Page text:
The role of innate signaling in the homeostasis of tolerance and immunity in the intestine.

J. Wells, L.M.P. Loonen, J. Karczewski

Research output: Contribution to journalArticleAcademicpeer-review

74 Citations (Scopus)


In the intestine innate recognition of microbes is achieved through pattern recognition receptor (PRR) families expressed in immune cells and different cell lineages of the intestinal epithelium. Toll-like receptor (TLR) and nucleotide-binding and oligomerization domain-like receptor (NLR) families are emerging as key mediators of immunity through their role as maturation factors of immune cells and triggers for the production of cytokines and chemokines and antimicrobial factors. At the mucosal surface chronic activation of the immune system is avoided through the epithelial production of a glycocalyx, steady-state production of antimicrobial factors as well as the selective expression and localization of PRRs. Additionally, the polarization of epithelial TLR signaling and suppression of NF-¿B activation by luminal commensals appears to contribute to the homeostasis of tolerance and immunity. Several studies have demonstrated that TLR signaling in epithelial cells contributes to a range of homeostatic mechanisms including proliferation, wound healing, epithelial integrity, and regulation of mucosal immune functions. The intestinal epithelium appears to have uniquely evolved to maintain mucosal tolerance and immunity, and future efforts to further understand the molecular mechanisms of intestinal homeostasis may have a major impact on human health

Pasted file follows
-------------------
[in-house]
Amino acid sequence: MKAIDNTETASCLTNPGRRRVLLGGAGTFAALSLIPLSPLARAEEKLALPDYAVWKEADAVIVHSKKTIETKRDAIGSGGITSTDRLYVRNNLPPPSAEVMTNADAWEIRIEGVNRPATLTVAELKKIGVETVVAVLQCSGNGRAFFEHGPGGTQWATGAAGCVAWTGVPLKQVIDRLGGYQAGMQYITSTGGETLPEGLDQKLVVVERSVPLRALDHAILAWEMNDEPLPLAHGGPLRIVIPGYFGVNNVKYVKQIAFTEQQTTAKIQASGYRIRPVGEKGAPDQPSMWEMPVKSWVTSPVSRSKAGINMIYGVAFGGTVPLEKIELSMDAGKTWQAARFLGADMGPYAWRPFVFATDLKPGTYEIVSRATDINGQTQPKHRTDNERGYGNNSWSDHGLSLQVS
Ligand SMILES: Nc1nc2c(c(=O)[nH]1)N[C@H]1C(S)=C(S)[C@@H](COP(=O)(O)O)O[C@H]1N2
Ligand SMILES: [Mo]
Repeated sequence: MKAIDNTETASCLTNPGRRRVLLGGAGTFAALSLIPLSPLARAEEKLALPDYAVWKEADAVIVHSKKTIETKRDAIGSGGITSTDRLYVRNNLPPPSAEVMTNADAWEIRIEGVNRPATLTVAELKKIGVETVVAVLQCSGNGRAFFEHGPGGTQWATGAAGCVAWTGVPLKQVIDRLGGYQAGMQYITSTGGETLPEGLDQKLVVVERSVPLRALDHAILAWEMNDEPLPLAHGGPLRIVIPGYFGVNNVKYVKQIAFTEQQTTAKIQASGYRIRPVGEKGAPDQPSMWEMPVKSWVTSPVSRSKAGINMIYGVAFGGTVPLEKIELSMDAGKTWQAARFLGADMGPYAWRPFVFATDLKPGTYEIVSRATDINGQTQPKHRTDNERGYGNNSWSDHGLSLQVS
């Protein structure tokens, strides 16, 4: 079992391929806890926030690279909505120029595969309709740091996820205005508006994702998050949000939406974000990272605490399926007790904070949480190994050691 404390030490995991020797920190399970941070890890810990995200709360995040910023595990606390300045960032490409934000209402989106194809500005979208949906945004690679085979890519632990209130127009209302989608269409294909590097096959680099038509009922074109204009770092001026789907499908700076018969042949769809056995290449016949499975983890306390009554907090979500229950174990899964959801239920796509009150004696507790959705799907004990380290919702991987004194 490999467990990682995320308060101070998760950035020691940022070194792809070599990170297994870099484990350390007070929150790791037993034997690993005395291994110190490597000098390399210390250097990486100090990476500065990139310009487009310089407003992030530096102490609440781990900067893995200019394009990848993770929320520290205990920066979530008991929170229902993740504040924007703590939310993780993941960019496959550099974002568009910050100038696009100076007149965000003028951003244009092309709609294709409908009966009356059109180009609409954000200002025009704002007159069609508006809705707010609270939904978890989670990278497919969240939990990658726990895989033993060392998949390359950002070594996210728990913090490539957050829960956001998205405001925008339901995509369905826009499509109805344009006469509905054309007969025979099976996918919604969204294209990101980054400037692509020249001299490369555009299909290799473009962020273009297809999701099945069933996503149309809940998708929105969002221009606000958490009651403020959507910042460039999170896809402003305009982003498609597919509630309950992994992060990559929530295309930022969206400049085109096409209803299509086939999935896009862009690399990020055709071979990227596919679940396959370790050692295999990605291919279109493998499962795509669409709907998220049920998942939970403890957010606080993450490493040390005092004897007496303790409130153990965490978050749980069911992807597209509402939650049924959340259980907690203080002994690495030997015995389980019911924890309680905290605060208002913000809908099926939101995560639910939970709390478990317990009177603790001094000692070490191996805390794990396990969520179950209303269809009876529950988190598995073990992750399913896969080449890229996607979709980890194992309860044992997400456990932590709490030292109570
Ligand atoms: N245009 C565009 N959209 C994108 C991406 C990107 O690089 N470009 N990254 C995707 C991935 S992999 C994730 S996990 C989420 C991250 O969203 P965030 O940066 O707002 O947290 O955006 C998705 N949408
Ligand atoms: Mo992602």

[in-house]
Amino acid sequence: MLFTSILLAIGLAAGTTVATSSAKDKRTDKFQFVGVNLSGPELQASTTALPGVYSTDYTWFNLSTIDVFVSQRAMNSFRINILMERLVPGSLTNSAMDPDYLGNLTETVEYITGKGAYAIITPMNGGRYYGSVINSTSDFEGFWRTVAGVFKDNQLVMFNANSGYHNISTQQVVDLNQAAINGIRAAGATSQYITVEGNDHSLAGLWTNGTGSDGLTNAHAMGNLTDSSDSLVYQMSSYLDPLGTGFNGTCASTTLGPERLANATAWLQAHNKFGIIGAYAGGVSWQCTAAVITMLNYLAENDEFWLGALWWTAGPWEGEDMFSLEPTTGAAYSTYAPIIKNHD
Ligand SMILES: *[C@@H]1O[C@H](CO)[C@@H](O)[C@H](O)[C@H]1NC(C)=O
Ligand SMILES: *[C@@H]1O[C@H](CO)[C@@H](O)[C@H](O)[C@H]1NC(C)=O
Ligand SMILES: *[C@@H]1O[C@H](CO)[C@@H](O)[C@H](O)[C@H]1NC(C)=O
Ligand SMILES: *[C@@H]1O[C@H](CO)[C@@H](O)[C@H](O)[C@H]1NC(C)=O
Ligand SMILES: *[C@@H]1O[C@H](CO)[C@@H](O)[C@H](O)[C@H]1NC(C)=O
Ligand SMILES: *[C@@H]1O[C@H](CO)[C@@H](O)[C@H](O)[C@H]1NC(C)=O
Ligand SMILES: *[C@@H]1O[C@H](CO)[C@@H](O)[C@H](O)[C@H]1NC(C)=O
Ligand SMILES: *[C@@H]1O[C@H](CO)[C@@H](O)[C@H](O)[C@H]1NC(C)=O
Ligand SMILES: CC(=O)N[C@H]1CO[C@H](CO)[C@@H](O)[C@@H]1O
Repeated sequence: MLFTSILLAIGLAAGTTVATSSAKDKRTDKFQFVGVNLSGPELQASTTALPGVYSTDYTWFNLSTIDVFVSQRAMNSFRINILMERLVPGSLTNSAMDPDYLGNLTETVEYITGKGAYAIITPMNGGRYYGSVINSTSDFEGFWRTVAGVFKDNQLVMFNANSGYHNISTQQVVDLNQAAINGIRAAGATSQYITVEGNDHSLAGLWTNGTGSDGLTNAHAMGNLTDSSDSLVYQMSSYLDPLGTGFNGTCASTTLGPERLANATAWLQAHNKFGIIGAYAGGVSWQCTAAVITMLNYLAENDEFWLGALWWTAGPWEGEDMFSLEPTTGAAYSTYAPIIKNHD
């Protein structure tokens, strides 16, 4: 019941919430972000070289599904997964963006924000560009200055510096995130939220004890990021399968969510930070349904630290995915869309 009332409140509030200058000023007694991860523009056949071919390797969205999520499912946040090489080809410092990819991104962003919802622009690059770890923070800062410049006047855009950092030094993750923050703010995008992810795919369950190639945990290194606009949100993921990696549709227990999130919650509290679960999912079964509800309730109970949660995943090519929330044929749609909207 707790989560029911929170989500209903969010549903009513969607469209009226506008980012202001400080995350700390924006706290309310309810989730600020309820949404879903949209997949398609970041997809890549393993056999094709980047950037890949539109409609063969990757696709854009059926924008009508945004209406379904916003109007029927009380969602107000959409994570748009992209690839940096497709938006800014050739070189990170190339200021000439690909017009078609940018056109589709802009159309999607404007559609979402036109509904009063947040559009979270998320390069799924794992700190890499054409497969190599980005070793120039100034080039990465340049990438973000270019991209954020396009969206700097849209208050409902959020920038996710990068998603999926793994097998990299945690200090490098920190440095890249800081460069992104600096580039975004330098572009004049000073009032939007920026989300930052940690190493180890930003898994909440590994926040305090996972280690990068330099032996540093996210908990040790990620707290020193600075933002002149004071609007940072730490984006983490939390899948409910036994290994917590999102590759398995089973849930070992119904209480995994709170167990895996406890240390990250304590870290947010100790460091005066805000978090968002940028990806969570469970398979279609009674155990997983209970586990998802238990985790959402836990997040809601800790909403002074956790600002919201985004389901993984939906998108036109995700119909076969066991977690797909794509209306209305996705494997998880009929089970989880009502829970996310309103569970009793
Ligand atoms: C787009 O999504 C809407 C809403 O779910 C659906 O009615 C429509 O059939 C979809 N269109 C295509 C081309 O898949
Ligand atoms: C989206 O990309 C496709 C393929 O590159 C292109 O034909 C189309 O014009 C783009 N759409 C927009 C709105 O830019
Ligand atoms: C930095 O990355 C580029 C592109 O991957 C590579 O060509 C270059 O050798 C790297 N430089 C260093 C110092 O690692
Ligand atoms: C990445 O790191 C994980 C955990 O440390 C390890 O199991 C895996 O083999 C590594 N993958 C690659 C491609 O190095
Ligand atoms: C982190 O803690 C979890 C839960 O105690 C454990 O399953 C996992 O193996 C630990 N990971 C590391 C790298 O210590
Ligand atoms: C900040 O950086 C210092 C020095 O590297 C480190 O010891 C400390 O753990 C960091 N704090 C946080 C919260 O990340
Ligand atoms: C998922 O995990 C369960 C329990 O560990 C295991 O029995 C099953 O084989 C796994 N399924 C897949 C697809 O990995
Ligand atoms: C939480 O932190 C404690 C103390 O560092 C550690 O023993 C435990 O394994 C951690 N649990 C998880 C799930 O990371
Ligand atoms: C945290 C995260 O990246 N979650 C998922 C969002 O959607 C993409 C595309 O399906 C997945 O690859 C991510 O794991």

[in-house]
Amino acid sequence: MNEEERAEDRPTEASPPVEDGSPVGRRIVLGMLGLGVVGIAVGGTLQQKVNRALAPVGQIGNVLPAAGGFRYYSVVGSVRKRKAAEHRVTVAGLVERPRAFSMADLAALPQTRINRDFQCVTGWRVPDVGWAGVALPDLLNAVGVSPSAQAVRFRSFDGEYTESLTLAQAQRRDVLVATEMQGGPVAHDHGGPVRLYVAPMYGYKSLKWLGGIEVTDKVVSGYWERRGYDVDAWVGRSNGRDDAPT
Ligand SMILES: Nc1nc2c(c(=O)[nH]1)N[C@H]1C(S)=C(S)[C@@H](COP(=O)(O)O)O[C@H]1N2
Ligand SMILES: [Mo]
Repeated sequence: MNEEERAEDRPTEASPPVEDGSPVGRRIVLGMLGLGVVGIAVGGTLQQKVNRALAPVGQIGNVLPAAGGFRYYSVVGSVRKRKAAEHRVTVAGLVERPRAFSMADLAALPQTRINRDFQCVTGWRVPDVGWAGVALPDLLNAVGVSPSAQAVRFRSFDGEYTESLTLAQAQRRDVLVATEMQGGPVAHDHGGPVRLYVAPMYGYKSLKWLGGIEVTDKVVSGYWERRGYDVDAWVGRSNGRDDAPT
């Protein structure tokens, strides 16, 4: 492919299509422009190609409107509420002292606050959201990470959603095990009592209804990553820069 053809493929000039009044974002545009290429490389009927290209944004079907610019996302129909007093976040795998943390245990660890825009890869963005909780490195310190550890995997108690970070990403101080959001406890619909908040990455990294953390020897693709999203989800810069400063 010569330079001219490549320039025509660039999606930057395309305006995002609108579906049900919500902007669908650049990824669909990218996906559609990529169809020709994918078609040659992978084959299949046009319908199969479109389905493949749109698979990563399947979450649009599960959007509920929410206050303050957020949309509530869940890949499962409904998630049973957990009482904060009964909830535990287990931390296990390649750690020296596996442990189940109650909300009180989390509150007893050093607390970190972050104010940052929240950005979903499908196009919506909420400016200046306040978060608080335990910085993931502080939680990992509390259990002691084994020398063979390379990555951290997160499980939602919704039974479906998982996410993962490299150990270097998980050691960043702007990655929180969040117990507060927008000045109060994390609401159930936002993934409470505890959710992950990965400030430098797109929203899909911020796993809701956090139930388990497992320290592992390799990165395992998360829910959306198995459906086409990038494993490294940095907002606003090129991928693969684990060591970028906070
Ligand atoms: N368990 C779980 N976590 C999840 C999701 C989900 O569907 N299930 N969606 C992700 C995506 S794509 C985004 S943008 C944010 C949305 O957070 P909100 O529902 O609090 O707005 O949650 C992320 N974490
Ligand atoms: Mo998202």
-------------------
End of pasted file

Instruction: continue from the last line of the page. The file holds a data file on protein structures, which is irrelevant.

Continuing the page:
Original languageEnglish
Pages (from-to)41-48
JournalInternational Journal of Medical Microbiology
Issue number1
Publication statusPublished - 2010


  • toll-like-receptors
  • nf-kappa-b
  • nod-like receptors
  • proinflammatory gene-expression
  • epithelial barrier function
  • tumor-necrosis-factor
  • escherichia-coli
  • dendritic cells
  • crohns-disease
  • paneth cells


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